'King Richard' review: Will Smith's inspirational, imperfect tennis dad is Oscar-ready – USA TODAY

Will Smith was an Oscar-nominated knockout as the title icon of “Ali” and stands out again as another sports figure, albeit a very different one, in “King Richard.”
Directed by Reinaldo Marcus Green (“Monsters and Men”), the solid and well-acted biopic (★★★ out of four; rated PG-13; in theaters and on HBO Max now) chronicles Richard Williams’ efforts to make tennis champs out of his daughters, Venus and Serena Williams. Smith brings passion and stubbornness to Richard, a controversial figure in some corners and a devoted dad in others. The movie itself is a rousing if familiar sports drama that takes care of the surface-level narrative but doesn’t delve deeply enough into the meatier stuff, at times seeming to have the wrong focal point.
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Set in the early 1990s, the movie begins in Compton, California, where Richard is a security guard by night and tennis coach by day, driving Venus (Saniyya Sidney) and younger sister Serena (Demi Singleton) to worn courts where positive messages are put up on fencing and Richard is never far from his grocery cart full of balls, even in the pouring rain. Before the girls were born, he wrote a 78-page manifesto about making them champions – and role models for a generation of Black girls. Now he just has to find someone to believe in them as much he does while also dealing with local criminals and racist neighbors.
It’s when people outside the large Williams family see Venus and Serena as “the next two” Michael Jordans that their lives – and the movie – hit the right groove. Venus’ first coach, Paul Cohen (Tony Goldwyn), gets her into the junior tennis circuit, where Venus starts beating everybody, and then the clan moves cross-country to Florida so both of the girls can train under Jennifer Capriati’s mentor, Rick Macci (Jon Bernthal).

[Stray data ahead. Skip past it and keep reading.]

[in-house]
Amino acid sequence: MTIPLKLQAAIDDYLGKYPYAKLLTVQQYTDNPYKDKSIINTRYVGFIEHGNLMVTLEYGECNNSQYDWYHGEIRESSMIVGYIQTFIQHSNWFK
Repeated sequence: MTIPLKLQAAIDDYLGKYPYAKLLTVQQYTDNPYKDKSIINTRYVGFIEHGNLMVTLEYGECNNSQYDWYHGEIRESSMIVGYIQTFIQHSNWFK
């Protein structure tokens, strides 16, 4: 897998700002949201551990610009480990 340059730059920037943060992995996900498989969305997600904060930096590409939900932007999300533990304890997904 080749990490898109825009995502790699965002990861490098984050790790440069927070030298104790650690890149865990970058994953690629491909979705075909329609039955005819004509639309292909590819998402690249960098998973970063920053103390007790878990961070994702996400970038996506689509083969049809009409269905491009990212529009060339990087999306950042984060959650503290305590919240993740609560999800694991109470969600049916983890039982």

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Richard has an ornery streak, however, which alienates those around him and threatens to drive a wedge within the family. His wife, Oracene (Aunjanue Ellis), takes him to task for not bringing her into major decisions involving the sisters, and Richard’s decision to delay Venus’ professional debut because he’s unsure she’s ready for the spotlight leads to a teary confrontation between father and daughter.
Smith is a naturally charismatic figure, but he loses himself in this flawed figure with a Louisiana drawl and a very specific, headstrong mindset that often stirs up trouble. It’s a role that balances being irascible and unlikable at times, and Smith serves up the nuance in one of his best roles – one that seems destined to bring him back to the Academy Awards.
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Ellis also is exceptional (and earns quite a bit of Oscar consideration herself) as Oracene, the quietly strong-willed mother working double shifts but also taking the reins in training Serena. Sidney and Singleton are talented fresh faces just as integral to the film as their on-screen parents, while Bernthal sets aside his usual tough-guy roles to play a positive character in the family’s lives (though Rick and Richard frequently butt heads).
Zach Baylin’s screenplay follows the Williamses through Venus’ first pro tournament, though it’s not quite the usual underdog sports story because Venus and Serena were teenage wunderkinds. The movie hits the big moments but misses the little ones, not taking the time to investigate the intriguing relationship between Richard and Oracene or what’s going on in the sisters’ heads. The dad is almost always at the center, even when the movie shifts to Venus and Serena as the most important characters, which undercuts the siblings’ story. 
“King Richard” definitely succeeds, though, with its inspirational message, and Smith reigns playing a flawed man who’s just the right match for the A-lister’s talents.


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